As I recall, the data concerned only a lessening of 2 of the 17 different types of heterocyclic amines, one of the 4 different types of toxins created by cooking. Plus, it wasn't alcohol per se which reduced the levels of toxins - it is already well-known that cooking in moisture reduces the levels of various heat-created toxins. That said, outside the moisture aspect, alcohol is itself a poison, so it's not a good idea to reduce the levels of some types of poisons by adding another, quite different type of poison.
Cheers
Al

Offline PaleoPhil

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Re: wine
« Reply #55 on: July 29, 2012, 05:19:38 am »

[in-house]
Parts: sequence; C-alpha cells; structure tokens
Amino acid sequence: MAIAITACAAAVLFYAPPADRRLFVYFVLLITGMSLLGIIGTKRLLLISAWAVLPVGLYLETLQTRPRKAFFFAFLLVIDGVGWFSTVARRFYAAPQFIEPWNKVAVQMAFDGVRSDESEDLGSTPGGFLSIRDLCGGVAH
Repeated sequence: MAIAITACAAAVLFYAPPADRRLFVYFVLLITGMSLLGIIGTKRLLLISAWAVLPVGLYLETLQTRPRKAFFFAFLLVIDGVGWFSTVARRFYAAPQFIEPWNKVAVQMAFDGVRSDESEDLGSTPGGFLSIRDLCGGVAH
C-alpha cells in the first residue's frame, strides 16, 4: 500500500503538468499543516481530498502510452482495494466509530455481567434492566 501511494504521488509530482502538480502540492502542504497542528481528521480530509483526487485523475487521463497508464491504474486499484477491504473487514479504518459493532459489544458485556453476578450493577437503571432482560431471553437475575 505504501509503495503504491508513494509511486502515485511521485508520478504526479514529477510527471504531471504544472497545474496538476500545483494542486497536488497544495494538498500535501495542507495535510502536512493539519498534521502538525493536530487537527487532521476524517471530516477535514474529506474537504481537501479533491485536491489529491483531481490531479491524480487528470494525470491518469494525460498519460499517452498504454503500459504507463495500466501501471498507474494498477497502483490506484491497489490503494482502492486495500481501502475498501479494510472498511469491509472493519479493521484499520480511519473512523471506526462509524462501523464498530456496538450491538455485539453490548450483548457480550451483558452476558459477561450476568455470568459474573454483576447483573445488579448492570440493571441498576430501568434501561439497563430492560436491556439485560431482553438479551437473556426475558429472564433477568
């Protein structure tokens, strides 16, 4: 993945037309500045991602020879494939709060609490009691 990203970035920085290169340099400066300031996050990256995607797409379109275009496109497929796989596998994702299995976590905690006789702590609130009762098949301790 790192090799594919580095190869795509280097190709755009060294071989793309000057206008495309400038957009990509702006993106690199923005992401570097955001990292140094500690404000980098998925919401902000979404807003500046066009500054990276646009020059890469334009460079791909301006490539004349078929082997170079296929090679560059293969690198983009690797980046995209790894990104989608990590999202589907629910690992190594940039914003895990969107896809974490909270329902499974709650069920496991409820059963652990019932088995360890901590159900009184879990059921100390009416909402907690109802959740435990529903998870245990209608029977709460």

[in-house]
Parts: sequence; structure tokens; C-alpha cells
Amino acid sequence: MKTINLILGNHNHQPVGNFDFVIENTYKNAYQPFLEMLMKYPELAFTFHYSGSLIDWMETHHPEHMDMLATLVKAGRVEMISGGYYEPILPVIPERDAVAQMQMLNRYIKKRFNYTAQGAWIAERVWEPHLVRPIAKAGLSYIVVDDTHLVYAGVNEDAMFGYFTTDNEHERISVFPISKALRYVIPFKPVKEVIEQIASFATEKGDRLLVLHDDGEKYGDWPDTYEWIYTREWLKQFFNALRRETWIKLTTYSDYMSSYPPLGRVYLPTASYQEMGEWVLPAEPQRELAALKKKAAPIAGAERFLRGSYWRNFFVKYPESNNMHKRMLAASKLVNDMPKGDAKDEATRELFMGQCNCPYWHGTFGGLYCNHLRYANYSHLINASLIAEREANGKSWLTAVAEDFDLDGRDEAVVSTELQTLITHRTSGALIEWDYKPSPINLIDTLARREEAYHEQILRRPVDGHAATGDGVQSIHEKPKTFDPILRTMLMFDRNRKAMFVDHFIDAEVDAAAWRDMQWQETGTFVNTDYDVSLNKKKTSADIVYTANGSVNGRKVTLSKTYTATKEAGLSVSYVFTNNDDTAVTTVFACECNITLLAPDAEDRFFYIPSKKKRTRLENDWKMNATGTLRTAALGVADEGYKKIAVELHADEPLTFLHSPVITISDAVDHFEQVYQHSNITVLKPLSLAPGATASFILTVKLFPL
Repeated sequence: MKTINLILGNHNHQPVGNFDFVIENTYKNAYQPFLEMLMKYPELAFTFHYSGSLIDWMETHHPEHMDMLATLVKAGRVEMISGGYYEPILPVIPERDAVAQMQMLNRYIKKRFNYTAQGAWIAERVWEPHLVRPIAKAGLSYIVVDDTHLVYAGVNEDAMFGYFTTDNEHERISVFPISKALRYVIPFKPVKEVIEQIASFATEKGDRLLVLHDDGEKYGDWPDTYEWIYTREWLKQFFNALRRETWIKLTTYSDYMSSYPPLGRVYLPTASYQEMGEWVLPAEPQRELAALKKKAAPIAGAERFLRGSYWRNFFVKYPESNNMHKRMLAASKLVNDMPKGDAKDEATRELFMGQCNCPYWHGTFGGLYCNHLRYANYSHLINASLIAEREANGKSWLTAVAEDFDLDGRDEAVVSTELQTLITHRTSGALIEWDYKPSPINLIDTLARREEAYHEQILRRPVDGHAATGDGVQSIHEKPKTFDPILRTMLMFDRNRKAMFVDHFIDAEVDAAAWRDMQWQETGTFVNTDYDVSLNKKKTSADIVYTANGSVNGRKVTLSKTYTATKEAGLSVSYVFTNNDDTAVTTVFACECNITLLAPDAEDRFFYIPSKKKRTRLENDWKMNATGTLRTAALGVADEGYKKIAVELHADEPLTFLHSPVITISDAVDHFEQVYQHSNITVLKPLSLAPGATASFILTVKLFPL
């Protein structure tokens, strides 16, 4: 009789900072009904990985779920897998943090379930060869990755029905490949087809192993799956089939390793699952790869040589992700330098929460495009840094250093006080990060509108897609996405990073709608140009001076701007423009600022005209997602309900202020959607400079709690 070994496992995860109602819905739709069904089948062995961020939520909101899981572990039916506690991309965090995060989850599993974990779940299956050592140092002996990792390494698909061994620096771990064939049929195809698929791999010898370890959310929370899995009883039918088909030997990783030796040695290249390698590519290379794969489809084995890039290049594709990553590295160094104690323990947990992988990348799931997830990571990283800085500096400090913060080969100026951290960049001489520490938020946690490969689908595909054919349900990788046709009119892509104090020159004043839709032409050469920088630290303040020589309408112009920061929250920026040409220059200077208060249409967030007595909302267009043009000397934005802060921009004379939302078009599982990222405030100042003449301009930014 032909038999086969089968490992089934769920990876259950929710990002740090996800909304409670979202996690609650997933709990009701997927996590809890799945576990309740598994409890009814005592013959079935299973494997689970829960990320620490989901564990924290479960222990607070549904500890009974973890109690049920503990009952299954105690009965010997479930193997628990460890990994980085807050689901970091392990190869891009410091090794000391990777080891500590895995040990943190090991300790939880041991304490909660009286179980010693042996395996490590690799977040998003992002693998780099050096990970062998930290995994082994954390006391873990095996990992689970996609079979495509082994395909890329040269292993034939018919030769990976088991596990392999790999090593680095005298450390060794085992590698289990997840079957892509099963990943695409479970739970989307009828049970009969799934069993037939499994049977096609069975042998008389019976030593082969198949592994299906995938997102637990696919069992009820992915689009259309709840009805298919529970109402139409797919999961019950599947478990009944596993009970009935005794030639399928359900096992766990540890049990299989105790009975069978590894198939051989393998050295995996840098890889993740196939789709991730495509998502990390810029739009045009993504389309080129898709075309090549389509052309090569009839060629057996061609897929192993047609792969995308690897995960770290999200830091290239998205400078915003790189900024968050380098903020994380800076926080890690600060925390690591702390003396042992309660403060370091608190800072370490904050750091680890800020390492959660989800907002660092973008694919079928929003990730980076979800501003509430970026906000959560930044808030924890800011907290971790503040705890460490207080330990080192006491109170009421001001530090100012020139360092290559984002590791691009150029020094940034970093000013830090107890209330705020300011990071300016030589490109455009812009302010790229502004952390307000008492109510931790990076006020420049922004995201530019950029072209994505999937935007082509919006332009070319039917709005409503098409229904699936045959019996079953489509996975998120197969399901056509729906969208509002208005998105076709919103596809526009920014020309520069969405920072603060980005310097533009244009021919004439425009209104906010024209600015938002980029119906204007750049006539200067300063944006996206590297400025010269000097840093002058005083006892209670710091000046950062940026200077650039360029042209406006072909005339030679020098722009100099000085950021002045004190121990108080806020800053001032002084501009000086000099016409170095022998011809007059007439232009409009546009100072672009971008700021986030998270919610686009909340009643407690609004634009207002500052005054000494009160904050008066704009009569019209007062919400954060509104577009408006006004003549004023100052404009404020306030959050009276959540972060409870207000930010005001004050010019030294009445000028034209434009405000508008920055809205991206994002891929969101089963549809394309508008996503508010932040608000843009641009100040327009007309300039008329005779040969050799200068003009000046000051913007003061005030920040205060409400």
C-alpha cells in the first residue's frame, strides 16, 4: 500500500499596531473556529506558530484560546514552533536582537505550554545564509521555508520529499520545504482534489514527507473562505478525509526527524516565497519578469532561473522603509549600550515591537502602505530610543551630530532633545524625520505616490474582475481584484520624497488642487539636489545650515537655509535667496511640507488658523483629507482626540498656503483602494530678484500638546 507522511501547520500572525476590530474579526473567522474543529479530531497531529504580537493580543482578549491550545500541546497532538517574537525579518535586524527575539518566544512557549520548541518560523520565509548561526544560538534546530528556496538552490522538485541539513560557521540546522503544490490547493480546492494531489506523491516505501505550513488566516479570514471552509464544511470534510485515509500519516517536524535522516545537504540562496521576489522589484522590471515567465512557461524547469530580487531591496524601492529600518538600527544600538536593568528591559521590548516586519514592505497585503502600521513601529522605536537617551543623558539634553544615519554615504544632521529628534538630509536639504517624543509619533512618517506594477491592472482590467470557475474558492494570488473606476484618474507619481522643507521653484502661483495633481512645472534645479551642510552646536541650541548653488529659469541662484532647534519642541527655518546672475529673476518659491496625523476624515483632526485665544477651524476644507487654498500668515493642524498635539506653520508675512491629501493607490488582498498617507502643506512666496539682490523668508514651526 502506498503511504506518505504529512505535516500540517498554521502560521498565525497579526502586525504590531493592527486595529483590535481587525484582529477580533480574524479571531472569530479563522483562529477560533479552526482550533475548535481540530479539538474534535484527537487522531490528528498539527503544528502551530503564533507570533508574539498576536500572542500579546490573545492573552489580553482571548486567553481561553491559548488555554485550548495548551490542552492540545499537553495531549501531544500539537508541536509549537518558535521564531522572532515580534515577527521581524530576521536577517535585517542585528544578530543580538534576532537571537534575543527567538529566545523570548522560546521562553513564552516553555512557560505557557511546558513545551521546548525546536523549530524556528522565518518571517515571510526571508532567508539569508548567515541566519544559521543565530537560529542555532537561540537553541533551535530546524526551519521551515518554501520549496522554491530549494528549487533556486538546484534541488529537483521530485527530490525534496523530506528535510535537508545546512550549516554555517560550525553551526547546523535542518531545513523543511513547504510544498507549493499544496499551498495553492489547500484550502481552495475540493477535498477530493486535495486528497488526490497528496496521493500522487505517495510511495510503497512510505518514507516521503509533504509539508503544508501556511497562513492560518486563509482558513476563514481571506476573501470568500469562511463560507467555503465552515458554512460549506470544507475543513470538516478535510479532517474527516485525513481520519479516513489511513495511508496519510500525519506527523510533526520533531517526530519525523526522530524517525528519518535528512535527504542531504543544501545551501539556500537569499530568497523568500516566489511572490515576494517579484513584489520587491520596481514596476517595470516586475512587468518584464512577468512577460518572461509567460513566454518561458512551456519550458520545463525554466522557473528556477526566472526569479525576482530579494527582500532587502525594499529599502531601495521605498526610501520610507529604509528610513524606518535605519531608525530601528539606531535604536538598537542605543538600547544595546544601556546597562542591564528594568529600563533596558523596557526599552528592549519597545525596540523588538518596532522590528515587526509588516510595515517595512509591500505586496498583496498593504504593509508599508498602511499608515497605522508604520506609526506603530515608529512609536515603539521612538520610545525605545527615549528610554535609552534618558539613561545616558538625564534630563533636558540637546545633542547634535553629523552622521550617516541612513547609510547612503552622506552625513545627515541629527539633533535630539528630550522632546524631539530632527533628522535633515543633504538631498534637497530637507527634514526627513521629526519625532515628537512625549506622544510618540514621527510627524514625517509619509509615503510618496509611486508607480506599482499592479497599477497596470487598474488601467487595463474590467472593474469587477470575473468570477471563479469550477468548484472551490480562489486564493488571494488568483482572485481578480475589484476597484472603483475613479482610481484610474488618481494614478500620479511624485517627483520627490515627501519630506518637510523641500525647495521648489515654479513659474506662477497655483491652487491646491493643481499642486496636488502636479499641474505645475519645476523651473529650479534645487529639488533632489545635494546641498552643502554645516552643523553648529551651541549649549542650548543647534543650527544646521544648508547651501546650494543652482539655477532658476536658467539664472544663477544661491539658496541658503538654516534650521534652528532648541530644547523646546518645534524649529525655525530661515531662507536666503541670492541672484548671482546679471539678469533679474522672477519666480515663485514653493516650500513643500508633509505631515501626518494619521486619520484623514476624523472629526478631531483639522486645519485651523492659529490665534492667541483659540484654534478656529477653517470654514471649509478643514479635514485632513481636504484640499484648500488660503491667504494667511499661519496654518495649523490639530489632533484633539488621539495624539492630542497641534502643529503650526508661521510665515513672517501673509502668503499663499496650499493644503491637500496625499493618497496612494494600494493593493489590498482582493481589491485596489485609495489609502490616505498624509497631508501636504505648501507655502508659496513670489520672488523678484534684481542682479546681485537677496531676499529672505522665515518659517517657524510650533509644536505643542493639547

If you check out the thread "Is alcohol good for us" reply # 4 fron Tyler here is what it says...
I had read that. Are you suggesting that I was trying to imply that Tyler thinks that real ale is healthy? I wasn't commenting on that--just reporting that he tipped me off about its existence, that's all, nothing more.

IIRC, he has said in the past something about real ale being less unhealthy than pasteurized beer and ale (I do hope he'll correct me if my memory is off), but that doesn't necessarily mean he thinks it's inherently healthy--there's a difference.
>"When some one eats an Epi paleo Rx template and follows the rules of circadian biology they get plenty of starches when they are available three out of the four seasons." -Jack Kruse, MD
>"I recommend 20 percent of calories from carbs, depending on the size of the person" -Ron Rosedale, MD (in other words, NOT zero carbs) http://preview.tinyurl.com/6ogtan